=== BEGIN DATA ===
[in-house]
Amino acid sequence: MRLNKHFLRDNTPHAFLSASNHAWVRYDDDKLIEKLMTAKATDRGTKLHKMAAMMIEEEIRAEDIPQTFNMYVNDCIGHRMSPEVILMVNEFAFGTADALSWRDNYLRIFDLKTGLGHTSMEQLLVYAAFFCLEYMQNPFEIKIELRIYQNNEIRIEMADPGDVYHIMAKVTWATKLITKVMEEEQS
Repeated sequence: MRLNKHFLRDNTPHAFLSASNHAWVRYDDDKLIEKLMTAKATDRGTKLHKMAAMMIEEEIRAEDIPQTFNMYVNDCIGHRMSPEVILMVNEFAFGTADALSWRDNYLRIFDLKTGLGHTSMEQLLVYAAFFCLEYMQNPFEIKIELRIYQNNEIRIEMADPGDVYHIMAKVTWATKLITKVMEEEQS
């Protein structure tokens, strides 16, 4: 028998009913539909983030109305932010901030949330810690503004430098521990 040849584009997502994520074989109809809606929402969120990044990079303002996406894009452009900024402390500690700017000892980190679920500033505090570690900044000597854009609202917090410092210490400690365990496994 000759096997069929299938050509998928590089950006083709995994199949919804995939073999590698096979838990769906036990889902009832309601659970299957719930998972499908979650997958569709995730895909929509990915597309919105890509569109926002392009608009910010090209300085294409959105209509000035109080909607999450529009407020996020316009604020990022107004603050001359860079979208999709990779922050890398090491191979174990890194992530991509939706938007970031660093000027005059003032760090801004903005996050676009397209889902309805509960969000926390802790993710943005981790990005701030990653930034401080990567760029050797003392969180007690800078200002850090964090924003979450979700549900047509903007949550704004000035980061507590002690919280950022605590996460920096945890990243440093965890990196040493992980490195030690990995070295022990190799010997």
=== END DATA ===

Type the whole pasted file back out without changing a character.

[in-house]
Amino acid sequence: MRLNKHFLRDNTPHAFLSASNHAWVRYDDDKLIEKLMTAKATDRGTKLHKMAAMMIEEEIRAEDIPQTFNMYVNDCIGHRMSPEVILMVNEFAFGTADALSWRDNYLRIFDLKTGLGHTSMEQLLVYAAFFCLEYMQNPFEIKIELRIYQNNEIRIEMADPGDVYHIMAKVTWATKLITKVMEEEQS
Repeated sequence: MRLNKHFLRDNTPHAFLSASNHAWVRYDDDKLIEKLMTAKATDRGTKLHKMAAMMIEEEIRAEDIPQTFNMYVNDCIGHRMSPEVILMVNEFAFGTADALSWRDNYLRIFDLKTGLGHTSMEQLLVYAAFFCLEYMQNPFEIKIELRIYQNNEIRIEMADPGDVYHIMAKVTWATKLITKVMEEEQS
């Protein structure tokens, strides 16, 4: 028998009913539909983030109305932010901030949330810690503004430098521990 040849584009997502994520074989109809809606929402969120990044990079303002996406894009452009900024402390500690700017000892980190679920500033505090570690900044000597854009609202917090410092210490400690365990496994 000759096997069929299938050509998928590089950006083709995994199949919804995939073999590698096979838990769906036990889902009832309601659970299957719930998972499908979650997958569709995730895909929509990915597309919105890509569109926002392009608009910010090209300085294409959105209509000035109080909607999450529009407020996020316009604020990022107004603050001359860079979208999709990779922050890398090491191979174990890194992530991509939706938007970031660093000027005059003032760090801004903005996050676009397209889902309805509960969000926390802790993710943005981790990005701030990653930034401080990567760029050797003392969180007690800078200002850090964090924003979450979700549900047509903007949550704004000035980061507590002690919280950022605590996460920096945890990243440093965890990196040493992980490195030690990995070295022990190799010997």